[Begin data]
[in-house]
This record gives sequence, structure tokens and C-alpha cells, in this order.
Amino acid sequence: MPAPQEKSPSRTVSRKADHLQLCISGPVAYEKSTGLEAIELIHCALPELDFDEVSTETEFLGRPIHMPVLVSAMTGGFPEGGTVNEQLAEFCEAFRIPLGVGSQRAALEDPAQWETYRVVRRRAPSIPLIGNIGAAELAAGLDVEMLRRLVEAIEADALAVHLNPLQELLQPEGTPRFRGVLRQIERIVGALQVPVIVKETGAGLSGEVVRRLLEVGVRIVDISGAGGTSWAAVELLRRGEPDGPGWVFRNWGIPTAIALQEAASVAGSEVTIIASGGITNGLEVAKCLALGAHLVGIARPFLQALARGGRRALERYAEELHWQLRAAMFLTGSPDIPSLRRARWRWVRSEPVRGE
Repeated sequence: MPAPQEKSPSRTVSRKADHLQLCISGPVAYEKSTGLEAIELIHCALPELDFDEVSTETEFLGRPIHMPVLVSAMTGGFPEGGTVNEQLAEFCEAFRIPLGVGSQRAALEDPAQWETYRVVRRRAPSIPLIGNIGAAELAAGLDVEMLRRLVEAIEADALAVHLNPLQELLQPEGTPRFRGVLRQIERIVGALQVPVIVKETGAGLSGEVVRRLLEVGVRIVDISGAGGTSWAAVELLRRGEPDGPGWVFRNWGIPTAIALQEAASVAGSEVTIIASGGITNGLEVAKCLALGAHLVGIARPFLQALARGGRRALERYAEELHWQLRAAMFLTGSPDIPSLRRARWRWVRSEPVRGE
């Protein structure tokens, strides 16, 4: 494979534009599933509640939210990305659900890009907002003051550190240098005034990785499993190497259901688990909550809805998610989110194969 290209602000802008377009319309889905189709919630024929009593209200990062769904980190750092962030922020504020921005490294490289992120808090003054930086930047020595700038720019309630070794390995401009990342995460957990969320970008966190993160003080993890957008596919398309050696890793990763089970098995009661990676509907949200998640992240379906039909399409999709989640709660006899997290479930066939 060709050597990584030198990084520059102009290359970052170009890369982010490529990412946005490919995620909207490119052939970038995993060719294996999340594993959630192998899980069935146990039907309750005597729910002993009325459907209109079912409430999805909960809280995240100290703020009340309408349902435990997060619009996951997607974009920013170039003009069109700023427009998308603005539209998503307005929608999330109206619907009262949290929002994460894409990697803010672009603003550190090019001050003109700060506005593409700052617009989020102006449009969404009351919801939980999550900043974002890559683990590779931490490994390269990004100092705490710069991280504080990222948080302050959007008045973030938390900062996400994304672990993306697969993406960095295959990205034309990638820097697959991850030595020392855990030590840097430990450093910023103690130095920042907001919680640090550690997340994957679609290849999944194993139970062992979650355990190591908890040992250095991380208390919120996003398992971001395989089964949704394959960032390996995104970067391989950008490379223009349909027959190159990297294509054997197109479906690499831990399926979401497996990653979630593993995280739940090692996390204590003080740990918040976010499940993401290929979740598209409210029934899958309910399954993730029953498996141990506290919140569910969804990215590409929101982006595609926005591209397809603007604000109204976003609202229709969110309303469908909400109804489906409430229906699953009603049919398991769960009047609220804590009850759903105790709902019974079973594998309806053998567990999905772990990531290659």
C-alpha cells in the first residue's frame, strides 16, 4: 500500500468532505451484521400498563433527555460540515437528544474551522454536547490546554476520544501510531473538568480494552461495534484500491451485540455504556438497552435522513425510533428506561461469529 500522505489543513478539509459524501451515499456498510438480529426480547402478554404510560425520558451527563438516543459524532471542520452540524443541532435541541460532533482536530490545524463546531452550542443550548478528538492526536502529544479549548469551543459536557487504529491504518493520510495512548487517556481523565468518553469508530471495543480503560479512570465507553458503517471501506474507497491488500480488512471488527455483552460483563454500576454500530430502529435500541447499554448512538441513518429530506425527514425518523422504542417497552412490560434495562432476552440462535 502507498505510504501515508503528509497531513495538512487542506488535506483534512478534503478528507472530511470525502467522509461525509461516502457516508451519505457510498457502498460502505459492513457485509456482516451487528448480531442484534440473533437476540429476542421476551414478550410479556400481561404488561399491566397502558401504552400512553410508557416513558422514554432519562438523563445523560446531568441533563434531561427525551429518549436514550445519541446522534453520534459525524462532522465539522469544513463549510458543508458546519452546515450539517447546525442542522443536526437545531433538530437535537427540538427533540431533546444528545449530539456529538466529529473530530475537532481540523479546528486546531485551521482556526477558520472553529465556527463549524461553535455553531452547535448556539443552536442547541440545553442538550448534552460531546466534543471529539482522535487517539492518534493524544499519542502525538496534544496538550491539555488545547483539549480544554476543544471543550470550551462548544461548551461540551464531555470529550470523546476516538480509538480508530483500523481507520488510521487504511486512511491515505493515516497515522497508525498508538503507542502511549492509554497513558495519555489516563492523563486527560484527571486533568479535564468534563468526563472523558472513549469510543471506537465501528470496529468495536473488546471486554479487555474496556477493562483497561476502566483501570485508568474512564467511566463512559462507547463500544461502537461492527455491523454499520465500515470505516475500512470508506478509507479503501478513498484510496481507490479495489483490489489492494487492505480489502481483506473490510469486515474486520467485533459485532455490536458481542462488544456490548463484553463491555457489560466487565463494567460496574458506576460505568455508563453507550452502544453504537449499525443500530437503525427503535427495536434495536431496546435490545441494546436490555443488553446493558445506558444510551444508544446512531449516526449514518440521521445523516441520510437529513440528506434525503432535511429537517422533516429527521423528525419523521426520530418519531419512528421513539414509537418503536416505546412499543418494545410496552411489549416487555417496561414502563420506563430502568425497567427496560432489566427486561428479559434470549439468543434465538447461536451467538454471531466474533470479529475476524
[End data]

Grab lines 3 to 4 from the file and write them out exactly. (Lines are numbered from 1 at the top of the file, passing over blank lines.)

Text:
Amino acid sequence: MPAPQEKSPSRTVSRKADHLQLCISGPVAYEKSTGLEAIELIHCALPELDFDEVSTETEFLGRPIHMPVLVSAMTGGFPEGGTVNEQLAEFCEAFRIPLGVGSQRAALEDPAQWETYRVVRRRAPSIPLIGNIGAAELAAGLDVEMLRRLVEAIEADALAVHLNPLQELLQPEGTPRFRGVLRQIERIVGALQVPVIVKETGAGLSGEVVRRLLEVGVRIVDISGAGGTSWAAVELLRRGEPDGPGWVFRNWGIPTAIALQEAASVAGSEVTIIASGGITNGLEVAKCLALGAHLVGIARPFLQALARGGRRALERYAEELHWQLRAAMFLTGSPDIPSLRRARWRWVRSEPVRGE
Repeated sequence: MPAPQEKSPSRTVSRKADHLQLCISGPVAYEKSTGLEAIELIHCALPELDFDEVSTETEFLGRPIHMPVLVSAMTGGFPEGGTVNEQLAEFCEAFRIPLGVGSQRAALEDPAQWETYRVVRRRAPSIPLIGNIGAAELAAGLDVEMLRRLVEAIEADALAVHLNPLQELLQPEGTPRFRGVLRQIERIVGALQVPVIVKETGAGLSGEVVRRLLEVGVRIVDISGAGGTSWAAVELLRRGEPDGPGWVFRNWGIPTAIALQEAASVAGSEVTIIASGGITNGLEVAKCLALGAHLVGIARPFLQALARGGRRALERYAEELHWQLRAAMFLTGSPDIPSLRRARWRWVRSEPVRGE